This week I finally decided it was time for me to stop being lazy about typing. I have for a long time put off correcting my typing style simply out of pure laziness. BUT NO LONGER! I have found in the past 3 months more and more that not being able to type without looking at the keyboard was draining my time slowly. More than that, it also meant I was spending brain power writing things down instead of thinking about what I was going to code next.
Do you look down or peck at your keys? Think you can survive as a full-time developer without mastering your keyboard? Tsk, tsk.
I have for years pecked away with great speed at my almighty mechanical keyboard, proudly pounding out line after line of code without much pause. Even firing off emails was quick and painless. However, that was before I started working for very long periods on only code with no UI or browsers or feedback other than servers burning down while I wept. Usually I am hoping quickly between front-end & backend work with some design or discussion in between to break up the long coding portions without any UI. Working on QuickHire that is no longer the case, I am spending a lot of time working on the backend for extended periods of time. It began to feel like I was some sort of robot with a chicken head who could only peck the right key 4/5 times.
How did we get here?
When did I fail to learn to type? In highschool I never touched a computer much. The keyboarding class was seen as a joke course for the non-academic stream kids. Once I got to college I never
wrote more than 2000 word papers and even then very rarely. However, I did spend a lot of time on my computer….playing video games – specifically one engrossing MMO that shall not be named.
I learned to type fast while playing video games.
That statement encompasses so much of what is clearly wrong with how I type. Learning the keybindings of video games and using them more than writing full sentences sounds like an awful way to be introduced to a keyboard. I can tell that I still have these habits by the visible way my hand gravitates to the WASD keys and sits comfortably over 1234 7890. I can type with just my left hand so that my right can continue to use them mouse or the arrow keys, but I can’t get over 50 words per minute on the best days.
Why does this matter?
Here is the problem: I can type at an okay pace, but I know I have hit the limit and cannot get much faster. Even more than the speed, is the time lost peaking at the keyboard in between sentences and thoughts. The time spent correcting typos caused by pecking to the left for a whole sentence. The inability to crack out code as fast as I can think.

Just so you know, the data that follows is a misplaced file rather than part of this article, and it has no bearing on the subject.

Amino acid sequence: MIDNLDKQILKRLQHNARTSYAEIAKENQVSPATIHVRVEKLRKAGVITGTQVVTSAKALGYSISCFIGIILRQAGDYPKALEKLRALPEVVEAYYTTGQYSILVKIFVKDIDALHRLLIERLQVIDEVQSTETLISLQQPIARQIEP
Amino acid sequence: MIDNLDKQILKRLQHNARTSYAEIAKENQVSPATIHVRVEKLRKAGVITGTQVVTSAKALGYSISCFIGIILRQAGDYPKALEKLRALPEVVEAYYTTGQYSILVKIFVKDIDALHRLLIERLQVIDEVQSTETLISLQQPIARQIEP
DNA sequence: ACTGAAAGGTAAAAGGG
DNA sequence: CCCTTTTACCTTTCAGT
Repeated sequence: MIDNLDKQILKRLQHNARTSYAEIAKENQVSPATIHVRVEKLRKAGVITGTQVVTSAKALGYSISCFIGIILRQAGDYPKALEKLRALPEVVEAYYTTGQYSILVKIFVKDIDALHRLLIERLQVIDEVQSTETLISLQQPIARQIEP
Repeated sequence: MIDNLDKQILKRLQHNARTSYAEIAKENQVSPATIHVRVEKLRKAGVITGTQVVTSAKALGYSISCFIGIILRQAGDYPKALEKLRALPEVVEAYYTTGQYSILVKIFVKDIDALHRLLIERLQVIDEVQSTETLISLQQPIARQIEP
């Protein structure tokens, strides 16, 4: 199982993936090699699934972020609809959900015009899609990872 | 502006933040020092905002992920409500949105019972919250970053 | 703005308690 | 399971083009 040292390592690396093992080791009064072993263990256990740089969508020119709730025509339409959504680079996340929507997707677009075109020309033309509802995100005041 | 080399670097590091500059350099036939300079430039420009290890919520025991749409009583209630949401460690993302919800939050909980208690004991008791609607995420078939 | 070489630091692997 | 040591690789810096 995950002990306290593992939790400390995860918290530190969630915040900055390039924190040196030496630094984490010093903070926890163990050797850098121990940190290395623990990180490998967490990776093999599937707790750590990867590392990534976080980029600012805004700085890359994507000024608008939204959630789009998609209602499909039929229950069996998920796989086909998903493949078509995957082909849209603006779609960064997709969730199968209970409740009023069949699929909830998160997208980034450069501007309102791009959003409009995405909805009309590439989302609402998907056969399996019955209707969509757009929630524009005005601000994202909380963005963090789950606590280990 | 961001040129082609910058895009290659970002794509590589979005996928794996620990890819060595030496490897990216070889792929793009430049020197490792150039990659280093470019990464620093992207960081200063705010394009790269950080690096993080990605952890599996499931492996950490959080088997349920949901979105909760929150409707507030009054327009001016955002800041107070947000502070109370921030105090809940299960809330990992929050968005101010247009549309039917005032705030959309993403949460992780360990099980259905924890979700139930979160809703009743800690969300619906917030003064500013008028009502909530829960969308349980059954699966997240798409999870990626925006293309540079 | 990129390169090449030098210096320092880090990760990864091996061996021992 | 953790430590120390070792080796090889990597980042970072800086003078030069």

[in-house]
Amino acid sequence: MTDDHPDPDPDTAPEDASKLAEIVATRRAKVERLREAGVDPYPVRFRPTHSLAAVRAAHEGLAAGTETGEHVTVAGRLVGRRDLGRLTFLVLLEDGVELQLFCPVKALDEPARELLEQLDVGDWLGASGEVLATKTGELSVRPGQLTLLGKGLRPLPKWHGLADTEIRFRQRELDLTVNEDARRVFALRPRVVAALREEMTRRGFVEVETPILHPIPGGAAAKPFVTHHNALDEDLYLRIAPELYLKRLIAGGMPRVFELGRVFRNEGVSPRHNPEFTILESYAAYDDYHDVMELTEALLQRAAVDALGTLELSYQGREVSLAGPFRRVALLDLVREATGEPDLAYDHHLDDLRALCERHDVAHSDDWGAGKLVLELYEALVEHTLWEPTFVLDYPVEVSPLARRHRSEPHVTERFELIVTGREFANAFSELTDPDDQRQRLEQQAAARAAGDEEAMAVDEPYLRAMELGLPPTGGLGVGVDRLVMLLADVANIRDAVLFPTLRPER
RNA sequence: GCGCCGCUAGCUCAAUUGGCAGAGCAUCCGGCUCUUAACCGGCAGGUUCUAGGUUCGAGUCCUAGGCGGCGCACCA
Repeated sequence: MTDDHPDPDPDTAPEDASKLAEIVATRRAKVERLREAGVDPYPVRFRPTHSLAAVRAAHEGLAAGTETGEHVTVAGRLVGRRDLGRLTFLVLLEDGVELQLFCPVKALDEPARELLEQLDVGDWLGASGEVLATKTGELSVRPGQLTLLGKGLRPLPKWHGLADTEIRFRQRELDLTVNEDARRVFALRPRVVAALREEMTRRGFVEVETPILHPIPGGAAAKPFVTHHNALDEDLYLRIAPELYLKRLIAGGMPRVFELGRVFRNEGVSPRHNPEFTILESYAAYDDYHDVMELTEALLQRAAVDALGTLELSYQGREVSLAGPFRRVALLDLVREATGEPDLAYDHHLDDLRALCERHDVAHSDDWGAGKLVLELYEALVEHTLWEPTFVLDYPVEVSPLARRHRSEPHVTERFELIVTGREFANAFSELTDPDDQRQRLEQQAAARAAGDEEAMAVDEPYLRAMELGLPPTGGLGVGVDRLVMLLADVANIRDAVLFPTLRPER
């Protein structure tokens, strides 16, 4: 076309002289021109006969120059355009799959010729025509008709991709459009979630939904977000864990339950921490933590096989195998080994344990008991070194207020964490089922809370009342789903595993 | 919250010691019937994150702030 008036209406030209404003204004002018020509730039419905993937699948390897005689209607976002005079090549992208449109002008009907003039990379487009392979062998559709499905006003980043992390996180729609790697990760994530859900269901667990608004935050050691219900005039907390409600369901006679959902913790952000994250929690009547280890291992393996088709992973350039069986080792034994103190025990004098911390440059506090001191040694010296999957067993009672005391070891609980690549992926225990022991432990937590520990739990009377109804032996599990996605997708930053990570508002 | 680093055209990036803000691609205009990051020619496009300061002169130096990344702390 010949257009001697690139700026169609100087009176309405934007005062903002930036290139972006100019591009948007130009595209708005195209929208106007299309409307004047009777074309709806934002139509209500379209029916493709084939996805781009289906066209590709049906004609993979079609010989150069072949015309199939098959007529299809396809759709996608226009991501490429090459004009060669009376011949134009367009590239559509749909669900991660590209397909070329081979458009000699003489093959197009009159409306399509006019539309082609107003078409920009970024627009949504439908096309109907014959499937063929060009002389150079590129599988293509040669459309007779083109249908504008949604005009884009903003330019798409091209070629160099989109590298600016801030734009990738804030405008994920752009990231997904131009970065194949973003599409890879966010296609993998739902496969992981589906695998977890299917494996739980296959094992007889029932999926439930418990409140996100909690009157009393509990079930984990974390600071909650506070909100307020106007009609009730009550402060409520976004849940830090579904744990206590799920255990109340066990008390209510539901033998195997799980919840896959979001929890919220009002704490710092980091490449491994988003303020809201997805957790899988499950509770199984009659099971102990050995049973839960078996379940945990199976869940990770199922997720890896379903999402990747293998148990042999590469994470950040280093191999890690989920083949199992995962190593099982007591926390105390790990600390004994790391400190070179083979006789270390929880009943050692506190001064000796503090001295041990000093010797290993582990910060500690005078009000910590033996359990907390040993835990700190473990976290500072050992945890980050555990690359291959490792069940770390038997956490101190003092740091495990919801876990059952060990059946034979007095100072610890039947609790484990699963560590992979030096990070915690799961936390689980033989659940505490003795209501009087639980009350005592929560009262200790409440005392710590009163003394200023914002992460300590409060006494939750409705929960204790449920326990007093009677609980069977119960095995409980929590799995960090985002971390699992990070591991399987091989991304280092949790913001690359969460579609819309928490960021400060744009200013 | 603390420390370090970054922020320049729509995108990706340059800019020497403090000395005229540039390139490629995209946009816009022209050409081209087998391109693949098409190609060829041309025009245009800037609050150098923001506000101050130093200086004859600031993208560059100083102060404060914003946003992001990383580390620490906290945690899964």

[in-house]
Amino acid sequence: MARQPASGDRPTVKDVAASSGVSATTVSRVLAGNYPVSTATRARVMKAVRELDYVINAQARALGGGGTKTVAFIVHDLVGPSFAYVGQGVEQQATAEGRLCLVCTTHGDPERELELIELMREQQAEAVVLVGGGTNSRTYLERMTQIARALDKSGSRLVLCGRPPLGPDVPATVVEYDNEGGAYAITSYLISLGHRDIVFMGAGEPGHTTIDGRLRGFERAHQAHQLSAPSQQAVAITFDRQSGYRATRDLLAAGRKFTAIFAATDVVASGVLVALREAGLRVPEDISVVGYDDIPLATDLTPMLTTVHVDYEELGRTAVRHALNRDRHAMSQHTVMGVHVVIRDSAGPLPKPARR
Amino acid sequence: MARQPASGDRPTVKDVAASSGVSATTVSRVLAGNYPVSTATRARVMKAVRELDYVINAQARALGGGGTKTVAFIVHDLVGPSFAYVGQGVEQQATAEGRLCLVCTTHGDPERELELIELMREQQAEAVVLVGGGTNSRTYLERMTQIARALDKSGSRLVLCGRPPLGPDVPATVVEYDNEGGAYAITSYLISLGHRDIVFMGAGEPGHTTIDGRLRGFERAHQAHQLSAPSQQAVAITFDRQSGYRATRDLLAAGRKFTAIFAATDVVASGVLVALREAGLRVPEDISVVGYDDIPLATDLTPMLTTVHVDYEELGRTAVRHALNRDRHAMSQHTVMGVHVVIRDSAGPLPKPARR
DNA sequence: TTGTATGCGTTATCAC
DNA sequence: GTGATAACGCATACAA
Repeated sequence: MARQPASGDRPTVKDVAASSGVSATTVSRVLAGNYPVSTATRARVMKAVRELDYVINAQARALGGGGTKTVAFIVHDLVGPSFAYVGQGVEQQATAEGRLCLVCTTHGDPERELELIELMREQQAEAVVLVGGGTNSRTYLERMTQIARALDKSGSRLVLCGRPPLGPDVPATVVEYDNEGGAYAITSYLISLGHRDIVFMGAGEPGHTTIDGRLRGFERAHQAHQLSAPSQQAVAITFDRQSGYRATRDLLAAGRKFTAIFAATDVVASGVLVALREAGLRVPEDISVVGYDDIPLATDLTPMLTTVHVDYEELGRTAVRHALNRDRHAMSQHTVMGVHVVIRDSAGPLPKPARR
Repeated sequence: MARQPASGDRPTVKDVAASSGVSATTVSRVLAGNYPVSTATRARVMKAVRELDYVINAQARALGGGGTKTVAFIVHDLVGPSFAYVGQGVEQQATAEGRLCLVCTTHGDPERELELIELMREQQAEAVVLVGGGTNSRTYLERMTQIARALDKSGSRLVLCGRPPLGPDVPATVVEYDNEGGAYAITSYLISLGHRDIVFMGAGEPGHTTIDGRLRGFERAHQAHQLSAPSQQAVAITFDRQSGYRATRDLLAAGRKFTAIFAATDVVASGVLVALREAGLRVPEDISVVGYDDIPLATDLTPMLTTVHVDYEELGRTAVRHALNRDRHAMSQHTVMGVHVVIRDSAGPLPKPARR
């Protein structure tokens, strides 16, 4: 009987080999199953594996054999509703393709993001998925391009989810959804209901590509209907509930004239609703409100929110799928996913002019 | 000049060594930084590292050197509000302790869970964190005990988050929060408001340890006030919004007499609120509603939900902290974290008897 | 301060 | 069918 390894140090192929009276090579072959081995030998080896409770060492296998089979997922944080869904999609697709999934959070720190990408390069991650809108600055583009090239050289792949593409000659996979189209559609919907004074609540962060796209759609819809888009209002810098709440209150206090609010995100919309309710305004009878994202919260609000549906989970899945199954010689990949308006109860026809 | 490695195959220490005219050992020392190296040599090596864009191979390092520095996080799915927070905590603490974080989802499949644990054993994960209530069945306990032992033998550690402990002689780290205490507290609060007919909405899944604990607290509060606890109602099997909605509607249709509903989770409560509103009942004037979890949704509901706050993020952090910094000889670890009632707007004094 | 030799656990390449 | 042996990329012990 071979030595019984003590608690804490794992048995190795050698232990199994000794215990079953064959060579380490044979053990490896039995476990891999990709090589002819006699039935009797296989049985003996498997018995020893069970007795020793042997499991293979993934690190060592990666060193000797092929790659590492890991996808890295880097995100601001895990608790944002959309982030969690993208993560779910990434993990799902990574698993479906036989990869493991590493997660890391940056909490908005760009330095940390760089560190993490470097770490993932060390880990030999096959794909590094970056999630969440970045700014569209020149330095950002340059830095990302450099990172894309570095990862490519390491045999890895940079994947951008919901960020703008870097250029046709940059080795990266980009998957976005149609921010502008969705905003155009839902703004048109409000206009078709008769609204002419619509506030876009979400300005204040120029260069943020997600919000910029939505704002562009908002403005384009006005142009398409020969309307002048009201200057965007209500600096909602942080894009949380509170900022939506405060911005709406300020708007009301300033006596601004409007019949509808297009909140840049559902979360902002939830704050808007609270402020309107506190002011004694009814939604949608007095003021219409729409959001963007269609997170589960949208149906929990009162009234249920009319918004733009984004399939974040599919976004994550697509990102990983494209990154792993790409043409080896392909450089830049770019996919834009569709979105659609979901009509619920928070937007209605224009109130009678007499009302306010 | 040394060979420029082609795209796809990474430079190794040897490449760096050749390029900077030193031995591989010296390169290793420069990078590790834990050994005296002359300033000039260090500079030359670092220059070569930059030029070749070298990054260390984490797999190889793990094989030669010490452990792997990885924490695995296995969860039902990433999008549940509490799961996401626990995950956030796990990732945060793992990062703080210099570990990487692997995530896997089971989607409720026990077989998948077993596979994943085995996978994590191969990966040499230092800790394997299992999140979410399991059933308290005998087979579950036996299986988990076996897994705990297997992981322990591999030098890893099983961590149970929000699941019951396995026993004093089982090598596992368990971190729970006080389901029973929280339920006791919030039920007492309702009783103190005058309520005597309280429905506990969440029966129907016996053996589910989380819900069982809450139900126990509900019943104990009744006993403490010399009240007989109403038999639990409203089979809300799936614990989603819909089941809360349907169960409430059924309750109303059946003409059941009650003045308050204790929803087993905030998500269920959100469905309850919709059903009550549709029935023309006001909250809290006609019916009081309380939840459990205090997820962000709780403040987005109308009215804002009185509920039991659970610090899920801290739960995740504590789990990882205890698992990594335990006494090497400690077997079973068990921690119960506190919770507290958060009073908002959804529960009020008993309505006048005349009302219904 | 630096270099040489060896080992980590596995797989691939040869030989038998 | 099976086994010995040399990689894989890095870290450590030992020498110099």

The combination of the time wasted, inaccuracy of it all, and the frustrating limit of speed is evidently to much. What really did me in though is the sudden realization that I had a few days ago:
As a developer you are primarily a typist for most of your day. And if you suck at that, you are evidently not be the best possible developer you could be.
What a weird though. The idea that you need to type well in order to be good at writing code on a computer all day. I really have no idea how I didn’t realize this sooner. I guess out of all the books, videos, documentations, & tutorials I have used to learn how to code, never once did I see anyone say: STEP #1 – Learn to type you lazy sad sack.
What can you do?
1. Well for starters you can start by follow my lead and grab some kind of software to help you type and learn. I am using this web app – I feel like some middle schoolers are probably killing me at it but oh well. This is pretty simple and easy to use – and it’s FREE! I am so far 3 days into this and am up to 35-40 words per minute touch typing on their – maybe 25-30 off site. It’s simple muscle memory and practice makes perfect.
2. Another thing I did – dump a sweater over your hands & not be able to see any of the keys at all – this was a good starting point that I did without even Googling how to do this. Also, I turned off the backlighting on my keyboard – huge difference in the amount of benefit you get from looking down – quickly you realize the time looking down and finding a key can be done with your finger just as fast – and hopefully faster in the near future.
3. Finally, just start writing more. I know, you probably code a lot – but how much do actually write a day? I am going to try and follow this advise and see how it goes:
So I decided, there was only one way I was going to be able to pull this off: write 1000 words a day. It had to go from being a task on my to-do list to a habit. What I didn’t realize is just how much that was going to change my life.
4. Pro tip: when you start don’t let your palms or wrists rest on the keyboard or desk – this is a core gaming habit I have to allow for long sessions without wrecking my wrists, but it does hinder typing speed and flexibility – I think I lost a whole days progress over this small fact that again I found not written down anywhere in tutorials – as it should be obvious – but not for me of course.
Goal: Keyboard Ninja
I am aiming for 100 words per minute and with a 10 word increase each week, I think this is doable. The main thing will be keeping the urge to spring back to the way I know work okay over the way I know I can grow.
However, I’ll admit, I am not sure how this will go down for coding. The amount of special characters is rather high and hard to reach at the moment – but I know there is no try, only do or do not.
Do you think developers need to be able to type well? How fast? Or how slow is to slow?